Conservative Members would prefer full concurrency, to avoid the ironies that I described. I understand that the Liberal Democrats also support full concurrency. Having pointed out some aspects that still require amendment, we welcome the Government's realisation that there is a need to make stakeholder pensions concurrent up to £30,000. We therefore do not want to disagree with them.
Mr. Webb: Like the hon. Member for Beckenham (Mrs. Lait), I shall be brief, because we support the important concession that the Government have made. I believe that they made it during proceedings on the Finance Bill last week--but I stand to be corrected on that.
We have taken the view throughout our proceedings that the Government pay lip service to the notion of simplicity, while creating an awful jumble in the pensions regime. Full concurrency would be ideal, and far simpler than the Government's proposals. They have had to introduce a threshold and devise laws for the years to which the threshold will apply; it is not yet clear whether it will be indexed. Such matters add to the complexity of the system. We would therefore prefer full concurrency. However, we recognise that the Government have travelled a long way from their initial intransigence.
The hon. Member for Beckenham said that people who earned more than the threshold figure might contribute money to a pension for their non-working spouses or children. Good luck to them. Many such non-working spouses might not be those people's spouses when they reach retirement age. If we can ensure that they have pensions in their own right, so much the better.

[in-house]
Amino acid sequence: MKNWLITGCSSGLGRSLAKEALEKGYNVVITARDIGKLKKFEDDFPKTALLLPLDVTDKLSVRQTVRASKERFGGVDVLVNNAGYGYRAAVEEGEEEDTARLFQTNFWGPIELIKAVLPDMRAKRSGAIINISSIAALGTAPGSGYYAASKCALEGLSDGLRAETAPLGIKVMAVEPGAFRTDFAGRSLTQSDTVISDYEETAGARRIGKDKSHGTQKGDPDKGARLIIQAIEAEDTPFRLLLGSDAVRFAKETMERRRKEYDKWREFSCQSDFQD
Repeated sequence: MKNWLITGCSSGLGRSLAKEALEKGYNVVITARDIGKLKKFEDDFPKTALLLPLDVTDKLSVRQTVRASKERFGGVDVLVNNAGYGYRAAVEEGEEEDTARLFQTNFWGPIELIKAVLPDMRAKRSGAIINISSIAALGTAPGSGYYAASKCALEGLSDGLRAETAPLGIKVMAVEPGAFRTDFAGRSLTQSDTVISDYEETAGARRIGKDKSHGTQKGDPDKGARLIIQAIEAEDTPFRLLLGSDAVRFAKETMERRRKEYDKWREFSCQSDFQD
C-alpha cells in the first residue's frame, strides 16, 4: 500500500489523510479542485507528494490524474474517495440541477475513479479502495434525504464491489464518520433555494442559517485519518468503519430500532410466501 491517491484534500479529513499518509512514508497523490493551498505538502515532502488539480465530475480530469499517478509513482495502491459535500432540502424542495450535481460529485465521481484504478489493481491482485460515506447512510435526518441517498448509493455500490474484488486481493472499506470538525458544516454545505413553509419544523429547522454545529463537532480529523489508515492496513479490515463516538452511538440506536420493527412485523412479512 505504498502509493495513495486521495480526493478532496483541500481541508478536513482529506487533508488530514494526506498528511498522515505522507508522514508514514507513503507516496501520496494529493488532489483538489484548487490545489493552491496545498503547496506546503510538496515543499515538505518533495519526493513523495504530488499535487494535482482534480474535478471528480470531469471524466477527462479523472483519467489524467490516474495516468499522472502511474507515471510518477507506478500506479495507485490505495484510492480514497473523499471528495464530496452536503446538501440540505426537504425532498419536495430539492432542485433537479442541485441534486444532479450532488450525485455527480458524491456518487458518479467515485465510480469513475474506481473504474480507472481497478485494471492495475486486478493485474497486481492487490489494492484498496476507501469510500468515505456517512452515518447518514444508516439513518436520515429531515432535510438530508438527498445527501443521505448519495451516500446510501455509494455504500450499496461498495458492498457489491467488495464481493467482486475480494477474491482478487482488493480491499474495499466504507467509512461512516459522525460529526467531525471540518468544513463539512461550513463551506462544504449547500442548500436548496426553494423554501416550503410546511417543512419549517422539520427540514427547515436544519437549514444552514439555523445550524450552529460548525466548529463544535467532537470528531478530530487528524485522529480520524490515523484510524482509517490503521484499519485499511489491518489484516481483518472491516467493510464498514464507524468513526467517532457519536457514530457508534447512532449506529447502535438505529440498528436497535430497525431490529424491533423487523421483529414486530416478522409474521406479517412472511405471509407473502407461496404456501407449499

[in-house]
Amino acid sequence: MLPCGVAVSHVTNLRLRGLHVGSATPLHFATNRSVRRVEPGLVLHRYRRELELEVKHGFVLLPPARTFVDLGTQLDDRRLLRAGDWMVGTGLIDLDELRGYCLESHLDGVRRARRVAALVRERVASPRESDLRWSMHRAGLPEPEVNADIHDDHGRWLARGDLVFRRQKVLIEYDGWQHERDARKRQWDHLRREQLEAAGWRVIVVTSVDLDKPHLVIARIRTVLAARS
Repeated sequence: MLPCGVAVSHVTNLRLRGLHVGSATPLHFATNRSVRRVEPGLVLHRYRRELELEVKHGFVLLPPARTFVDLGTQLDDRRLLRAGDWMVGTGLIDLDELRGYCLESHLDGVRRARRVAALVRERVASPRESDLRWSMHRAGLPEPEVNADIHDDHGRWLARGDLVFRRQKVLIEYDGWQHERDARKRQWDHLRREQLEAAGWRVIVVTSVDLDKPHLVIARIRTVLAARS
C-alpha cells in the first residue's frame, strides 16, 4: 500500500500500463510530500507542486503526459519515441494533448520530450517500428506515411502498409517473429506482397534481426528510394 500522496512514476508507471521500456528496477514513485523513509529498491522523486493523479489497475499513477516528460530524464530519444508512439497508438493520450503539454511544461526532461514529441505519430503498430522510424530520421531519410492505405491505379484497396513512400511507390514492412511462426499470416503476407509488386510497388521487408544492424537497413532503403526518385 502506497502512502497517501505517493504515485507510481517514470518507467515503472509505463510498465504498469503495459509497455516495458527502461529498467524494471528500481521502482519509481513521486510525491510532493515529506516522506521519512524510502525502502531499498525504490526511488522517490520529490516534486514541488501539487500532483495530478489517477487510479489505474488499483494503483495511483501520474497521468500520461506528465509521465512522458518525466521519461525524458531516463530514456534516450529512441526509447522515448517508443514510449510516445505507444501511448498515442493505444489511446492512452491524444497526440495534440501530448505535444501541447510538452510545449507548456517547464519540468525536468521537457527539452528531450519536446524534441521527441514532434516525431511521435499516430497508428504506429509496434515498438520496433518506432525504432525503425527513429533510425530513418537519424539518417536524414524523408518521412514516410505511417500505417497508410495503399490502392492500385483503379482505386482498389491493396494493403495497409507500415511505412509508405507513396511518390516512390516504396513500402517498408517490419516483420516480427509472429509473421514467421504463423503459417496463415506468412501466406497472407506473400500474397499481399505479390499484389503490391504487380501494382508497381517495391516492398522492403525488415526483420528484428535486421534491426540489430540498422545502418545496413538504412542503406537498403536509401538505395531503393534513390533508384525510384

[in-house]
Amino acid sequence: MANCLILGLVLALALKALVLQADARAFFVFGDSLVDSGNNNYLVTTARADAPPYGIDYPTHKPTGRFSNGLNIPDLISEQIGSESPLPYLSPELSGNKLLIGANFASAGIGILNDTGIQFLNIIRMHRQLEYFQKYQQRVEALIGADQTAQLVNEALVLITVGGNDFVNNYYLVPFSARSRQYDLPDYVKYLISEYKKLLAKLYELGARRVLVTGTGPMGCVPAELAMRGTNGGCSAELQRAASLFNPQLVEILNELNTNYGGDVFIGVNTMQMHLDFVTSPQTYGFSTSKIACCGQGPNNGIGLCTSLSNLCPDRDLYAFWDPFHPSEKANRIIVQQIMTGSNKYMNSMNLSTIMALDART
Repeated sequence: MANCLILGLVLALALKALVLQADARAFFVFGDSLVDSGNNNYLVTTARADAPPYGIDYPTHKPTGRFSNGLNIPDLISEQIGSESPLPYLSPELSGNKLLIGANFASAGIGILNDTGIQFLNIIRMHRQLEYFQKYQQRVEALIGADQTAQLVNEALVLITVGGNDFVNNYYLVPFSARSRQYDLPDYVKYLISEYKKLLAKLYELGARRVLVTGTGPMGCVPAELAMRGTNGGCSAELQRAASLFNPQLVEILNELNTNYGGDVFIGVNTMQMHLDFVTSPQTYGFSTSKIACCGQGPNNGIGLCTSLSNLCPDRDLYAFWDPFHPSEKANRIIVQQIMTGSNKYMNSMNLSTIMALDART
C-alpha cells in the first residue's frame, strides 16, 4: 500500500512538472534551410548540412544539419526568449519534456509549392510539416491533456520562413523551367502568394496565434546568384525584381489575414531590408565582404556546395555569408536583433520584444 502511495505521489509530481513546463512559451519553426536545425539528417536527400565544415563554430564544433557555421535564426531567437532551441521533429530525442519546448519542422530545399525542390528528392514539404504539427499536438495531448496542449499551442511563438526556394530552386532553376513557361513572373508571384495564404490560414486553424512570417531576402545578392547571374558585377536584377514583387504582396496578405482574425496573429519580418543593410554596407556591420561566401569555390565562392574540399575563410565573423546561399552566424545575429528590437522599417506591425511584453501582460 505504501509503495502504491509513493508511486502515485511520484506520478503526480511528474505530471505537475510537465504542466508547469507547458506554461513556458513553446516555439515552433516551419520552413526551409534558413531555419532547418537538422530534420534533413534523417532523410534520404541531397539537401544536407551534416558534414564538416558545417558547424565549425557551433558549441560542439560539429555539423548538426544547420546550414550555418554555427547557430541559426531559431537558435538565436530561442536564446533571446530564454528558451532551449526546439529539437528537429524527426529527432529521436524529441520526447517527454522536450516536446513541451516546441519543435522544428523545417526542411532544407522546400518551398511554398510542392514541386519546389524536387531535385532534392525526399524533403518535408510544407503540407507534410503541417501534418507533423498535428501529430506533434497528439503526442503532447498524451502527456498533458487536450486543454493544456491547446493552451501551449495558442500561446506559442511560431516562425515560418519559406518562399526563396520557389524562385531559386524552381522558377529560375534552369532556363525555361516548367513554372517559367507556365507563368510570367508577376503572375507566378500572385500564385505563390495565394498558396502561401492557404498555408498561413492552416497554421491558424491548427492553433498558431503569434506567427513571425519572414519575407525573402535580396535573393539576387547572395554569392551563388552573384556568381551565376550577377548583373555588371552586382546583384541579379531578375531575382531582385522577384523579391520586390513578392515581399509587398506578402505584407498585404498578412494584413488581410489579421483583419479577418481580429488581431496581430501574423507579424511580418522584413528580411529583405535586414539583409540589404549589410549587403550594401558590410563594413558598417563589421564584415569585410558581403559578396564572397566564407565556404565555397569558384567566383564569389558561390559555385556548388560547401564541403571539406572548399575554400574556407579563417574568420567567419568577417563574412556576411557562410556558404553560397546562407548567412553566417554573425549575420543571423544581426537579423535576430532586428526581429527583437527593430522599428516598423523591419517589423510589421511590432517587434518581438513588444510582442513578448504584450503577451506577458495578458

Lords amendment: No. 19, in page 59, line 38, at beginning insert
("Except so far as regulations otherwise provide,")
Amendments Nos. 19 to 22 would provide a power to make regulations that may specify exemptions to the current provisions of clause 54. Amendments Nos. 59 and 60 would delay the commencement of the clause by amending clause 83. The amendments relate to directive 98/49/EC, and are designed to safeguard the occupational pension rights of workers who move to other member states of the European Union.
The Government supported the directive because it protects workers who have occupational pension rights, and wish to exercise their rights to move freely in the European Union. The directive extends good practice that already applies in the United Kingdom to the treatment of occupational pensions throughout the European Union. It therefore promotes labour mobility in the EU. The terms of the directive state that provisions to implement it must be included in domestic legislation by July 2001.